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Which is the difference from forName method vs registerDriver to load and register a JDBC driver?

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registerDriver requires the driver to be available at compile time. Failing so (availability) on runtime would result in NoClassDefFoundError (which you usually would not like to deal with). Class.forName implies late binding and doesn't require the driver to be available on compile time. – bestsss Mar 30 '11 at 9:04
up vote 46 down vote accepted

Class.forName() is not directly related to JDBC at all. It simply loads a class.

Most JDBC Driver classes register themselves in their static initializers by calling registerDriver().

registerDriver() is the real call that you hardly ever need to call yourself (unless you write your own JDBC driver).

Note that in JDBC 4 you should not need either of those if your JDBC driver is up-to-date, as drivers can be found using the service location mechanisms instead (i.e. simply leave out that call and open your connection as usual). See the documentaton of DriverManager for details:

The DriverManager methods getConnection and getDrivers have been enhanced to support the Java Standard Edition Service Provider mechanism. JDBC 4.0 Drivers must include the file META-INF/services/java.sql.Driver. This file contains the name of the JDBC drivers implementation of java.sql.Driver. For example, to load the my.sql.Driver class, the META-INF/services/java.sql.Driver file would contain the entry:


Applications no longer need to explictly load JDBC drivers using Class.forName(). Existing programs which currently load JDBC drivers using Class.forName() will continue to work without modification.

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As an example take a look at MySQL JDBC Driver source code. It calls registerDriver in its static initializer. – Piotr Mar 30 '11 at 9:08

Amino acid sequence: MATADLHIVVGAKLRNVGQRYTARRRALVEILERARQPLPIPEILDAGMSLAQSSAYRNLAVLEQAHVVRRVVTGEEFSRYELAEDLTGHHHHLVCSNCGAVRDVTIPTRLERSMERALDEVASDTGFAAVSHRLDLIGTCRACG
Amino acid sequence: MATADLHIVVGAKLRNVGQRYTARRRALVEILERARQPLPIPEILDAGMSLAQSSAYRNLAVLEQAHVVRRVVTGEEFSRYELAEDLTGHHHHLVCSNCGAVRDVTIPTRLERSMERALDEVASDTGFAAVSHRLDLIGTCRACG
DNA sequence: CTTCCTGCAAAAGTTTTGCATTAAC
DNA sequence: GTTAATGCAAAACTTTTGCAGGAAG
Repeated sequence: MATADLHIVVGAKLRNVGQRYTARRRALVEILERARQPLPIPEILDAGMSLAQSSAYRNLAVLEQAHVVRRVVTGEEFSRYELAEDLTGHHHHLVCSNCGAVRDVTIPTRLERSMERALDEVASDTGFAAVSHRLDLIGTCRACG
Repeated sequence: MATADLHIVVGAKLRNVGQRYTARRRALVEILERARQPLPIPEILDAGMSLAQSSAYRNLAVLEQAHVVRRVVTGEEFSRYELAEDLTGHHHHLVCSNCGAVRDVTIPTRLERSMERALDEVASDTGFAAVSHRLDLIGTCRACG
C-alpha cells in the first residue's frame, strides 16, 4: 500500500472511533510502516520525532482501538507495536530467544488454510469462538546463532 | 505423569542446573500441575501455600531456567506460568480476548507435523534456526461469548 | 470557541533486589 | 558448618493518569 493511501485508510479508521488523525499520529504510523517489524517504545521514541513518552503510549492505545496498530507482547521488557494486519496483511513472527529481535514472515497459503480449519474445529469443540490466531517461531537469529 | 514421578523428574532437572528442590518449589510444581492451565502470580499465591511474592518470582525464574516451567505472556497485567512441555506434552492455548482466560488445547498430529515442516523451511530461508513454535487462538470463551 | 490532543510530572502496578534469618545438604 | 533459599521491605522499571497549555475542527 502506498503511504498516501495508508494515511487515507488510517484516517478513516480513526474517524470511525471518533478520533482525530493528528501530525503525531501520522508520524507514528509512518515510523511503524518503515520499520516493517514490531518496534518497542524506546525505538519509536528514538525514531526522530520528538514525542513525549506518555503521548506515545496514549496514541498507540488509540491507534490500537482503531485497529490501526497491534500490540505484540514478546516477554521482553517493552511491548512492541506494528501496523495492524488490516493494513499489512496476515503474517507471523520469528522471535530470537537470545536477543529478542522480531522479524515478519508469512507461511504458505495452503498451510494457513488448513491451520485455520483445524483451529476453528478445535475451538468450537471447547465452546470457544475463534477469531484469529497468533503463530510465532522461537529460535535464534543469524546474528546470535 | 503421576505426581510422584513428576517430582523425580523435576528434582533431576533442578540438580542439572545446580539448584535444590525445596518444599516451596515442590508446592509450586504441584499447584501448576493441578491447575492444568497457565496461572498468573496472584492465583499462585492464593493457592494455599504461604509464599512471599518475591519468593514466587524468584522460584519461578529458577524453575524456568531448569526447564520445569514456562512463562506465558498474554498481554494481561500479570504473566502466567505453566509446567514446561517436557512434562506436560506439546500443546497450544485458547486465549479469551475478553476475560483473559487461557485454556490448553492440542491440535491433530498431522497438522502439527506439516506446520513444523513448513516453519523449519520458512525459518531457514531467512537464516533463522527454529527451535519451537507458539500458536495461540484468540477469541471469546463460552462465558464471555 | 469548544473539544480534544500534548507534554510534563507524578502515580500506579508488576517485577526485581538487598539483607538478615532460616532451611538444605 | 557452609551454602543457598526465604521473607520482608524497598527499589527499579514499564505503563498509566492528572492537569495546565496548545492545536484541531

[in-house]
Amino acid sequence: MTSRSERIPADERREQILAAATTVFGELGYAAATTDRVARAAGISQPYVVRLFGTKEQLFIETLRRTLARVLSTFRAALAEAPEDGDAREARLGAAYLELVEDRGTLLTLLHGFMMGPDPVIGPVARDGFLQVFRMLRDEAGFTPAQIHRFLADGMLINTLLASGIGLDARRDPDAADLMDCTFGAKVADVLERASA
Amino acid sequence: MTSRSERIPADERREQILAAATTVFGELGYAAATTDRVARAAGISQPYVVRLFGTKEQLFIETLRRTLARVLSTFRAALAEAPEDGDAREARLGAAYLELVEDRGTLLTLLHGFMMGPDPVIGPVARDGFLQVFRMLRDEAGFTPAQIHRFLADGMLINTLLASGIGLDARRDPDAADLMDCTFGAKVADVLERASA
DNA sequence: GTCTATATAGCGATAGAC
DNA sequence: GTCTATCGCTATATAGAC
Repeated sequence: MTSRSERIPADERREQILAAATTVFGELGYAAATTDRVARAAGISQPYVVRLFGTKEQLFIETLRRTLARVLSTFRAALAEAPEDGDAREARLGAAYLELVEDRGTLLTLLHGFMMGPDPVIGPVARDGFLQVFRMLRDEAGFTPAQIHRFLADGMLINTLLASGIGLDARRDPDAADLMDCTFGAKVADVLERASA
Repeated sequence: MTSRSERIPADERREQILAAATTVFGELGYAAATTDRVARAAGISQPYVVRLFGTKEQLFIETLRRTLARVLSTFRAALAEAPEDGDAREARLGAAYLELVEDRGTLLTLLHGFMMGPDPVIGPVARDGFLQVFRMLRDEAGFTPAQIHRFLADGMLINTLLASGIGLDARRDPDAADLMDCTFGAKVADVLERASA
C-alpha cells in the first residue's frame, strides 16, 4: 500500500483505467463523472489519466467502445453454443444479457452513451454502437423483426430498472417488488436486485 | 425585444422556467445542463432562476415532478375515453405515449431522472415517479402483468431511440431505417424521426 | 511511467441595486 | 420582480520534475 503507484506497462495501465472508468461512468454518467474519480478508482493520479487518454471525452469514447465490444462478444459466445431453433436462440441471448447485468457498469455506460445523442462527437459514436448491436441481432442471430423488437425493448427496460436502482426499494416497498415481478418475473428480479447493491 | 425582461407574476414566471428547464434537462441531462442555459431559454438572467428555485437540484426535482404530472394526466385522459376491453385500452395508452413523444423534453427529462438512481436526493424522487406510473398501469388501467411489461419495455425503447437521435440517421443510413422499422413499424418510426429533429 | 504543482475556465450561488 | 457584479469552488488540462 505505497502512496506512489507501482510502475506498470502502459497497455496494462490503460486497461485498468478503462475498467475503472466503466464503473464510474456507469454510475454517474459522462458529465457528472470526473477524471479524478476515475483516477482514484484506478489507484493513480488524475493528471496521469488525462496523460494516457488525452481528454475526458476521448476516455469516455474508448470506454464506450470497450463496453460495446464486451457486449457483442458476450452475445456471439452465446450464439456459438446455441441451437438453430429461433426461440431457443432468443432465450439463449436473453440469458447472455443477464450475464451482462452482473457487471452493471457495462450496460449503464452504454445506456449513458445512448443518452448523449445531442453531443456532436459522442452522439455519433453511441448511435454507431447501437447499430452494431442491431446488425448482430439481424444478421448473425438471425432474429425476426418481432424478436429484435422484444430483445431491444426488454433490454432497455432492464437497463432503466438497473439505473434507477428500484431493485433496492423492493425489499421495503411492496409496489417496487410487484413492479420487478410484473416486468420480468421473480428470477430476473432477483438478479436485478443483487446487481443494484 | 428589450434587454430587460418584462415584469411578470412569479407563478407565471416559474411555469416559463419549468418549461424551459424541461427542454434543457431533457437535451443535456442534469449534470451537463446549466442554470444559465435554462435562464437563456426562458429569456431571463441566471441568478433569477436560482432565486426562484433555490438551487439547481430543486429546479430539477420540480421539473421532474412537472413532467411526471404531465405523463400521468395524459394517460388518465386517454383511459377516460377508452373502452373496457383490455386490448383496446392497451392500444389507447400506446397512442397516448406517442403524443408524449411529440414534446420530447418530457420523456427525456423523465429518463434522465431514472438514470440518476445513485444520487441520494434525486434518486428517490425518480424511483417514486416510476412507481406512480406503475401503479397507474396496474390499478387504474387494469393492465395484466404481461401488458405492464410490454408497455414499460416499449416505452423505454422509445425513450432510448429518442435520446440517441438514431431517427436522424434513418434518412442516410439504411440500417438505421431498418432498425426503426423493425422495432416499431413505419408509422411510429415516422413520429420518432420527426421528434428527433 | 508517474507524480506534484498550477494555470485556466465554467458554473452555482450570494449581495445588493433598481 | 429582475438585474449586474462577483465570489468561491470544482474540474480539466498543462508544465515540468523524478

Ok, but If I use registerDriver than I must load the class into memory? – xdevel2000 Mar 30 '11 at 10:09
@xdevel2000: yes. Since registerDriver() takes an instance of the Driver class as the argument, you must have loaded that class before calling the method. – Joachim Sauer Mar 30 '11 at 11:17
@xdevel: I don't understand what you're trying to do. If all you want to do is to connect to a database and you've got a sufficiently modern JDBC driver, then you don't need any of Class.forName(), registerDriver or getDriver(). You'd simply call DriverManager.getConnection("jdbc:mysql://localhost") without any other preparation. If you want to do something else, then please tell us what that is. – Joachim Sauer Mar 30 '11 at 11:57
Ok, be patient :) my question is only for better understand the JDBC driver registration mechanism. – xdevel2000 Mar 30 '11 at 12:21

Never call DriverManager.registerDriver() method manually. The JDBC spec requires a driver to register itself when the class is loaded, and the class is loaded via Class.forName(). In JDBC 4 the drivers are able to be loaded automatically just by being on the class path.

DriverManager.registerDriver() manually is potentially dangerous since it actually causes the Driver to be registered twice. If your code requires you to deregister a Driver to prevent a memory leak then you would only end up deregistering it once and leave a second instance registered.

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if you call register, you will need to call deregister (that only normal I guess). Class.forName() has side effects that doesn't deregister the driver. I recall tomcat attempt to deregisters drivers loaded by the webapp on redeploy of the latter. – bestsss Mar 30 '11 at 9:38
No, the Driver is required to call DriverManager.register itself. If you look at the source for DriverManager, calling register will add another Driver regardless of whether it is already registered. Likewise deregister will only remove one instance regardless of how many times it was registered. Short answer: don't do that. – David O'Meara Mar 30 '11 at 10:18
@DavidO'Meara, If DriverManager.registerDriver() should never be called directly, why is it a public method? – Pacerier Aug 24 '14 at 21:56
@Pacerier It is public because driver implementations need to be able to call it to register themselves. – Mark Rotteveel Sep 18 '14 at 7:24

In additaion to what Joachim Sauer already mentioned about JDBC 4 drivers, note that in practice you usually want to inject either an EntityManager (JPA) or a pooled DataSource (and use JdbcTemplate of Spring).

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What do you mean by "inject"? Dependency injection? An example would help... – Robottinosino Jun 9 '12 at 16:18
Yes, a dependency injection framework. E.g. you could use Java EE: configure the DB in the application server, then inject an EntityManager into your EJB: docs.oracle.com/javaee/6/tutorial/doc/bnbqw.html#bnbqz or else you could use Spring: static.springsource.org/spring/docs/current/… – Puce Jun 10 '12 at 10:03

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